The wind ripped and tore at the long grass. An unforgiving gale ceaselessly blowing the blades, eroding rock and hardening spirits. The people born of this barren land knew little else from the time they drew their first biting breath. It moulded them like mountains, immovable and unyielding as they lived and died at the edge of the world.
Donald tightened his shawl as he rooted the weeds from the potato plot. His small fingers stung as he picked at the hardened dirt. This was boy’s work his father would say, not yet strong enough to dig the peat, let alone tend the livestock. Pulling the weeds, he imagined them trying to hide from him, burrowing away in the dark before he would omnipotently find them and draw them into the light.
There came a lull in the gusts, during which he was disturbed from his childish fantasy by the approaching sound of hooves. Alert, he raised his short frame above the growth. The sound was masked by another howl, but cresting the hill came a man in a tall, wide brimmed hat and thick, deep blue greatcoat. Donald did not recognise him. He left the potatoes to meet this visitor on the path, leading only to his house.
The stranger pulled his horse to a halt. His face was olive but his features unmistakably local. With cold, grey eyes he examined Donald with an unflinching gaze.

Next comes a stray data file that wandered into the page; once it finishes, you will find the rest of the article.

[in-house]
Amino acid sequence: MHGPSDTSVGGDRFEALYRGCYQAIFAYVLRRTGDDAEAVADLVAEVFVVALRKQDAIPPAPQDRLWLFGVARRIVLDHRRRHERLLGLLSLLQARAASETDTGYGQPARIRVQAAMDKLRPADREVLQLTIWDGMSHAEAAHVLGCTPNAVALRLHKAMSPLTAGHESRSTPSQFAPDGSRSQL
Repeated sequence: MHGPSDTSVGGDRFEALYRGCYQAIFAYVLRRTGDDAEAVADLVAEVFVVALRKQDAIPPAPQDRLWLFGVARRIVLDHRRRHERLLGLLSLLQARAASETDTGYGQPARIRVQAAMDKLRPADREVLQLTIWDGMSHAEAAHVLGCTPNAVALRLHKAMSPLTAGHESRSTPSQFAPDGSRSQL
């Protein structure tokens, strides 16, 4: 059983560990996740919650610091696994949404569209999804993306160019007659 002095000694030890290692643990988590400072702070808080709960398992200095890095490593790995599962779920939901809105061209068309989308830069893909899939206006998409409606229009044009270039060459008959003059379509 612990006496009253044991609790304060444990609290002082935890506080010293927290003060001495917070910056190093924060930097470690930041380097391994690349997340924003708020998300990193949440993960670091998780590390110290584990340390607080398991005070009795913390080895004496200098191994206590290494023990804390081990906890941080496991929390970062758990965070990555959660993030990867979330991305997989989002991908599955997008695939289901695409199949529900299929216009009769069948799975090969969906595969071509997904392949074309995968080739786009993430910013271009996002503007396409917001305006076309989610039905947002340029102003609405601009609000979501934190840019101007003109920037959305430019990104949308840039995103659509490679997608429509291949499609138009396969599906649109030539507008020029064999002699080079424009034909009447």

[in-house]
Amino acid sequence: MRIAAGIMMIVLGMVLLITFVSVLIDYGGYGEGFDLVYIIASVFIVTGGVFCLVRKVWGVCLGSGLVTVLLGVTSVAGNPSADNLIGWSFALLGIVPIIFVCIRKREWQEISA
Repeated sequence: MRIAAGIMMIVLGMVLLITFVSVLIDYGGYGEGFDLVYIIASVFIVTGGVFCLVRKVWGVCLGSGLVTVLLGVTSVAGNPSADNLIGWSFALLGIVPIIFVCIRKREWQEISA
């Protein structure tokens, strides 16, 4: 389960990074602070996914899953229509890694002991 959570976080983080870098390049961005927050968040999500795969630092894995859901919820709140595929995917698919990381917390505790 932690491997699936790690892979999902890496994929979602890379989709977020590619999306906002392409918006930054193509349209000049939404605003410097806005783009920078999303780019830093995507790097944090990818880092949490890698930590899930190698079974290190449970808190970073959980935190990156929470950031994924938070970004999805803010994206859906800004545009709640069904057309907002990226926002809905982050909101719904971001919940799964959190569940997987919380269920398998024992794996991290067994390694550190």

“A bheil d ‘athair do dhachaigh?”
The boy nodded, hesitantly. Beside the man’s leg hung a rapier. The stranger spurred his horse, slowly encroaching on the blackhouse at the road’s end. Donald ran after the horse and walked alongside. It was not like the horses here, bred for working the crofts. Its muscles were more defined, its coat glossier, a warhorse. As they reached the door Donald’s father pushed it open with broad, hunched shoulder.
“Cò th ‘annad? Dè an gnìomhachas a tha agad an seo?” he shouted above the wind.
The stranger paused, observing the stumbling, drink aged crofter before him.
The stranger nodded his head, and dismounted. “Is it possible that we speak in English? My Gaelic is not what it once was.”
“If it please you,” Donald’s father said, confusion scarring his brow.
Without seeking permission, he hitched his mighty horse beside Donald’s favourite pony, making him appear punier still. He proceeded to stand before Ruaraidh, outstretching an arm to usher him into his own home.